He is under the username CS_DNA (always google interesting matches, it’s worth a shot) and I don’t plan on filling out the tree. His tree is the same as my mom’s “Sauceda Romero Family Tree” since they are full siblings and the link to her tree is included in his profile, anyone looking at his profile will be able to pull it up. You can also see my tab at the top of the page “Maternal Family Tree”. When I started having family members test at Ancestry I didn’t realize you could administer multiple tests from one user account so I had a bunch of separate accounts that I have access to.
I am glad to have another child of my maternal grandmother’s test with Ancestry since I didn’t think she could produce enough saliva to take their test (she was only tested with Family Tree DNA). I will transfer his results to FTDNA where he has Y-DNA results.
He was born on April 6, 1852, in the Village of Rio Tesuque, New Mexico to Jose Miguel Ortega and Francisca Romero. He was baptized in Santa Fe, New Mexico on April 11, 1852.
I somehow failed to notice his death certificate partial information on FamilySearch which gave me the date of his death and the names of his parents (ok, one was wrong, it happens).
Someone on Facebook was able to find his obituary, which read:
“Dionicio Ortega, aged 84 passed away at his home this morning after an illness of several months. He was born in Tesuque but had made his home in Santa Fe for the past 60 years where he made countless friends who will mourn his passing. He was a member of the Cathedral parish and had taken a very active part in church affairs. Surviving Mr. Ortega are four daughters, Mrs. Carolina Garcia, Mrs. Frank Narvize, Mrs. Frank Armijo, and Ms. Isabel Ortega; two sons Celestino and Manuel, all of Santa Fe, [?] grandchildren and 19 great grandchildren also survive. The body was taken to the home 323 Rosario Street this afternoon and will lie in state there [?] of funeral services, which will be announced later by the [?] Andrew funeral home.”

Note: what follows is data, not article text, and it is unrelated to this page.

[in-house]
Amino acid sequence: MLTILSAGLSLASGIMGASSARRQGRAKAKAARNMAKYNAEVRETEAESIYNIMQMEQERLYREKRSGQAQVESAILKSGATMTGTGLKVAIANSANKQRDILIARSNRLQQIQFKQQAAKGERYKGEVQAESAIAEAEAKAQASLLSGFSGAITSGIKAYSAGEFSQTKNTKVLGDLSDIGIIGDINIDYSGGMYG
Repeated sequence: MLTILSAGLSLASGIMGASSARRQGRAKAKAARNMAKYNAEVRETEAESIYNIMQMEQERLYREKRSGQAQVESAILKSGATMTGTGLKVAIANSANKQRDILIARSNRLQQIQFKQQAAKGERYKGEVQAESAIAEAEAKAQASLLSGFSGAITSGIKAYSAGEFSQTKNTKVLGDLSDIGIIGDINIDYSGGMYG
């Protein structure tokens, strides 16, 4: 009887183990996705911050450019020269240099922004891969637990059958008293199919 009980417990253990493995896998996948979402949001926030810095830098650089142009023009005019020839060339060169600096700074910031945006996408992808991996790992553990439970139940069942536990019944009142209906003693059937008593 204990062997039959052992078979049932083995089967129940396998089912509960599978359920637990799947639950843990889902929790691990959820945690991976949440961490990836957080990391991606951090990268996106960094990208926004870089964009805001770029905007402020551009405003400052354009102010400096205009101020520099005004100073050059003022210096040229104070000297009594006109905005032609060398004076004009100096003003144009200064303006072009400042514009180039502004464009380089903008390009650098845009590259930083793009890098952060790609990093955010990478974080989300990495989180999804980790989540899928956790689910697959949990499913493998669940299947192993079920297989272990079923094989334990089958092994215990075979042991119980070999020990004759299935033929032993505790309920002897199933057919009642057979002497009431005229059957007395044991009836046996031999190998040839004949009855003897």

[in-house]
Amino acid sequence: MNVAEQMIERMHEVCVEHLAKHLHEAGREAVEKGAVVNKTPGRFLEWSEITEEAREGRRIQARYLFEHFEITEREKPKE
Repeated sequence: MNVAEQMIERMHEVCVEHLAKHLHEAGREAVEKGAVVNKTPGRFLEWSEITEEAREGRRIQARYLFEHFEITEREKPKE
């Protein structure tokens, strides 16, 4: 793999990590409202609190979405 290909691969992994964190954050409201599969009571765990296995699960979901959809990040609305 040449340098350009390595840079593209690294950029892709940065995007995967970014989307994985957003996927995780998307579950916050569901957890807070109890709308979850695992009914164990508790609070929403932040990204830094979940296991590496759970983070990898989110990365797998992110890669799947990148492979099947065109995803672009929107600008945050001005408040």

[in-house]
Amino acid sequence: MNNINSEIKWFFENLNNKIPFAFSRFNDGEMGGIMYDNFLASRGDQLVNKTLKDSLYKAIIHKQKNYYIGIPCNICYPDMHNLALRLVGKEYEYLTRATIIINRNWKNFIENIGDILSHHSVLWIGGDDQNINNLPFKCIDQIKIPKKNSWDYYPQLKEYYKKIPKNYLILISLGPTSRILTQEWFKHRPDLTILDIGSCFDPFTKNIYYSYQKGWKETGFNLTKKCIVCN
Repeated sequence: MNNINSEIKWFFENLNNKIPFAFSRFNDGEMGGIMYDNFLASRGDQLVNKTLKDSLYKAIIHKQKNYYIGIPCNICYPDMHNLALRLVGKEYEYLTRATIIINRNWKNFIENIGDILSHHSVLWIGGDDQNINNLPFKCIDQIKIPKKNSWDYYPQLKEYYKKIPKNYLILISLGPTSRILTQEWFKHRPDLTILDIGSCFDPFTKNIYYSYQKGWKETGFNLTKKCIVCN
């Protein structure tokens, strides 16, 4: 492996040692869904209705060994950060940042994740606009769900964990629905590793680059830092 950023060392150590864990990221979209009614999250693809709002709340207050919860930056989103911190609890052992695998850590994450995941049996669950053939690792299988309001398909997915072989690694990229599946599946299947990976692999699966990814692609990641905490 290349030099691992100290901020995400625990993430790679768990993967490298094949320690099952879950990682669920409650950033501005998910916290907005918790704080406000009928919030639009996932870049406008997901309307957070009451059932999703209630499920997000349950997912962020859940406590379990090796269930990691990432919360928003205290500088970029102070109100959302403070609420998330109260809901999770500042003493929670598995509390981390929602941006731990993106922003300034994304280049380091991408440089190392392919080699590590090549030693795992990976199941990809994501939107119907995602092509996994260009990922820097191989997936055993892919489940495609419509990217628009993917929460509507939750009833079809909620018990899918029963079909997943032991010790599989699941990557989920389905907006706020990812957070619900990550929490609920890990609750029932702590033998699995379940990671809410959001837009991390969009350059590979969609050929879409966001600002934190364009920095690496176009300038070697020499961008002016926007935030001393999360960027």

I looked to see if he was in Rosario Cemetery, the same cemetery Sarah Jane Taylor is buried but he wasn’t listed in this index. We visited Sarah Jane Taylor last December.
I asked this Facebook group where I would find a baptism record for Dionisio if he were born in Tesuque in 1852 and the esteemed Patricia Sanchez Rau told me he would have been baptized in Santa Fe, and that she already had the information on Dionisio and his family. Approximately 75% of this journey has been me asking the right people poorly worded questions.
For the record, Patricia sent me her tree for Dionicio Ortega’s family, but she doesn’t have Vitalia Garcia as Francisca Romero’s mother. Since I am just starting on his family I haven’t worked it all out yet. I’ve just looked for the 1860 Census since that would be the first Dionicio would appear. Out of curiosity, I looked up the family on the 1850 census as well.
Santa My mom, April Sauceda, agreed to do yet another DNA test as a Christmas gift this year! Here’s her family tree. I purposefully attached National Geographic Genographic Project’s image of the cute little girl with the skis to everyone like Thomas Benton Brummit who should be our mtDNA matches so people would be like, “Whaaaat?!” and stop to look. #trainwreckgenealogy